Academies and independent schools must promote “British values”

Print this page Email a link to this page

Following the ‘Trojan Horse’ episode in Birmingham earlier this year the Government made new regulations in September to enshrine “British Values” in the independent school sector.  From 29 September 2014 all independent schools (including academies) will only meet the relevant standard set in the Education (Independent School Standards) (England) Regulations 2010 (Independent School Standards) if the proprietor:

(a)       actively promotes the fundamental British values of democracy, the rule of law, individual liberty, and mutual respect and tolerance of those with different faiths and beliefs;

(b)        ensures that principles are actively promoted which—

(i)         enable pupils to develop their self-knowledge, self-esteem and self-confidence;

(ii)         enable pupils to distinguish right from wrong and to respect the civil and criminal law of England;

(iii)        encourage pupils to accept responsibility for their behaviour, show initiative and understand how they can contribute positively to the lives of those living and working in the locality in which the school is situated and to society more widely;

(iv)        enable pupils to acquire a broad general knowledge of and respect for public institutions and services in England;

(v)        further tolerance and harmony between different cultural traditions by enabling pupils to acquire an appreciation of and respect for their own and other cultures;

(vi)        encourage respect for other people, paying particular regard to the protected characteristics set out in the Equality Act 2010; and

(vii)       encourage respect for democracy and support for participation in the democratic process, including respect for the basis on which the law is made and applied in England.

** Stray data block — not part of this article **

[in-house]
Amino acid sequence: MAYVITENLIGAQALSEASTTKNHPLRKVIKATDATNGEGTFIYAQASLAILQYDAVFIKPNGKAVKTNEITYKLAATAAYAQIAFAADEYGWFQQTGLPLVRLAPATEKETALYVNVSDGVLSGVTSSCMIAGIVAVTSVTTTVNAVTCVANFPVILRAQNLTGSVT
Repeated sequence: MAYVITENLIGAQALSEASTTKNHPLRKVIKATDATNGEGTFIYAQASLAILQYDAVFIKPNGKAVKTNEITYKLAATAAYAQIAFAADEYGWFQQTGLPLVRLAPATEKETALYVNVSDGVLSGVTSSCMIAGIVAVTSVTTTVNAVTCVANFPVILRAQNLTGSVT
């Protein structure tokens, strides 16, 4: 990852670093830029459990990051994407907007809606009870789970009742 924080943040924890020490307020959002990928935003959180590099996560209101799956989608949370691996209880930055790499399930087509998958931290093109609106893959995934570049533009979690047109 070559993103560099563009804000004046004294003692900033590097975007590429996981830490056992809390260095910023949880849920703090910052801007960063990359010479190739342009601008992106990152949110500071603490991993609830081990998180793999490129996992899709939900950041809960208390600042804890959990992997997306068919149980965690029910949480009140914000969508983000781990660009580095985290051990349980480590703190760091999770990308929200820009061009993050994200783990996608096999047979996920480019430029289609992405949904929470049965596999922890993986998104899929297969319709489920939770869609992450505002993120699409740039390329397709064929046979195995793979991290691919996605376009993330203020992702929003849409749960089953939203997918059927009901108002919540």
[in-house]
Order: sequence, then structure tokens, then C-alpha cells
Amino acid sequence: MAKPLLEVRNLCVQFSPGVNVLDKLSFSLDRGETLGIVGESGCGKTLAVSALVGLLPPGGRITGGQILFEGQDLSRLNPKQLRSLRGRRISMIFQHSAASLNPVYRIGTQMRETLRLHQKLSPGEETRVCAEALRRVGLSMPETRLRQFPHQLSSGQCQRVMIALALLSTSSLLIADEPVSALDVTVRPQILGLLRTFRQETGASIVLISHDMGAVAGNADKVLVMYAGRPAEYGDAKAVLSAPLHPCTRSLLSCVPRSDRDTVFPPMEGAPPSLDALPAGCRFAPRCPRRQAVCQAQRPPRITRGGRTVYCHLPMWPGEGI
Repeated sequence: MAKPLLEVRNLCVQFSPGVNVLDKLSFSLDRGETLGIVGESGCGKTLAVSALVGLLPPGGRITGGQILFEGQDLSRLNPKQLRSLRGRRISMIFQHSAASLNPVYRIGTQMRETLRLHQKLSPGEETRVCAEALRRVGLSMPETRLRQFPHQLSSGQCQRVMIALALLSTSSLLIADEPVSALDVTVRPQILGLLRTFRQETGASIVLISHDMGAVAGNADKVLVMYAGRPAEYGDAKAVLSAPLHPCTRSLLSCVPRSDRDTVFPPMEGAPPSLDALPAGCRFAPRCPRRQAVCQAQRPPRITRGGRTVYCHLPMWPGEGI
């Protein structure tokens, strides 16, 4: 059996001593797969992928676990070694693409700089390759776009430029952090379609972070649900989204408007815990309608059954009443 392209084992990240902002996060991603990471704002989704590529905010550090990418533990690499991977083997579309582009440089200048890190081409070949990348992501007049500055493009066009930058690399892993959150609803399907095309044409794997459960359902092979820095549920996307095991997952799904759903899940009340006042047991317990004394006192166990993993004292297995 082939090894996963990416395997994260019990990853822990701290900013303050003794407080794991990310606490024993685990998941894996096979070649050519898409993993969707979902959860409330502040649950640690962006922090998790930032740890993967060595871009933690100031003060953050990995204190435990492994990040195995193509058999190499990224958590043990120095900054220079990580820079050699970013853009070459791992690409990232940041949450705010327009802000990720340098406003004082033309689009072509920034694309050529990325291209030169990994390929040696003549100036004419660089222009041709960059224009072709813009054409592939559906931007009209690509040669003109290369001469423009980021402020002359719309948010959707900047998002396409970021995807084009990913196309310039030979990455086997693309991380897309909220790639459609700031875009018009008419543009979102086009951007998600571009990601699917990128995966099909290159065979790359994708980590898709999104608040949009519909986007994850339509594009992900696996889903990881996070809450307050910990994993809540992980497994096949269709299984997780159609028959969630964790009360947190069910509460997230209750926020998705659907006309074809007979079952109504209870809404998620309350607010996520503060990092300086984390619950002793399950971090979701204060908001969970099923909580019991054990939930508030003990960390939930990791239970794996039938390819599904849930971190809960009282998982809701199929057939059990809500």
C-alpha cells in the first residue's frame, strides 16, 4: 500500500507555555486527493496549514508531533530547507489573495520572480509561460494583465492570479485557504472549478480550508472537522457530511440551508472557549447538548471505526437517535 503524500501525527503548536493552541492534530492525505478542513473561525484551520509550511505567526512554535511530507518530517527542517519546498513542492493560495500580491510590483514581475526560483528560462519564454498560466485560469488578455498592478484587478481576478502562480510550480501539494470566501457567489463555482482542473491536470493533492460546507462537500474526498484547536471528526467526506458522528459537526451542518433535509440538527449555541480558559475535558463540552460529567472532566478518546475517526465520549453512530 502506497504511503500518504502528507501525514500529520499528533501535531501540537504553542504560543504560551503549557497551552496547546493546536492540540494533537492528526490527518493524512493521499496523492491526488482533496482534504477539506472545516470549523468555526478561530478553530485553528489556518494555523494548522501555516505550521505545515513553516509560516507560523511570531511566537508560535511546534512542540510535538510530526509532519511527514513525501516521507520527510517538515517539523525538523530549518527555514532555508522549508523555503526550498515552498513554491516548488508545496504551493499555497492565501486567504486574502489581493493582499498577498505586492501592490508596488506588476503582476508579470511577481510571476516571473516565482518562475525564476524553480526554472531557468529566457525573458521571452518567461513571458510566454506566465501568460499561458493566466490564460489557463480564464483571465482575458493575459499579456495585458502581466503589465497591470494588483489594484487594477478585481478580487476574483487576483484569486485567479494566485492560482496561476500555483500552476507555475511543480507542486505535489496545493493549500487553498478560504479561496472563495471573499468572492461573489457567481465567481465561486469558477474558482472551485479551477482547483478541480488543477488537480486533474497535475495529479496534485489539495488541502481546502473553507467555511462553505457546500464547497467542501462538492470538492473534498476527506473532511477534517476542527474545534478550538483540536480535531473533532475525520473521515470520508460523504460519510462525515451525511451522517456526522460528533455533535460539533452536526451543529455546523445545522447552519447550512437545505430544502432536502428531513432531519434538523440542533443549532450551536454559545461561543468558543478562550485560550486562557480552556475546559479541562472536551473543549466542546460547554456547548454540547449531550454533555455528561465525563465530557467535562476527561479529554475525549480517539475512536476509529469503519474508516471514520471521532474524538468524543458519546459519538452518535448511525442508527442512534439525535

The changes are, to a large degree, a re-ordering of the previous standard so as to refocus on the “British values” aspect.  The key change, however, is the addition in paragraphs (a) and (b) of the word “actively”, which imposes a stronger obligation than previously.

We will have to wait and see what Ofsted and other inspectorates will take account of when deciding whether the standard has been met and what action DfE may take when the standard is not met.

The National Association of Jewish Orthodox Schools has recently written to the Secretary of State and Ofsted to protest that Jewish schools are being disproportionately targeted by Ofsted for inspections, and that “Jewish values and ethos are being questioned by inspectors in a climate of hostility”.

The requirements of the new regulations are mirrored in DfE’s new model funding agreements.  In addition, the funding agreement now includes provisions whereby DfE may determine that a person is “unsuitable” to take part in the management of an academy and may require the academy trust to remove him or her.

Whereas DfE have various intervention powers in relation to an academy trust, how would it choose to intervene if a privately funded independent school failed to meet the promote British values under the new Independent School Standards?

For more information please contact Chris Hook or 0191 211 7929.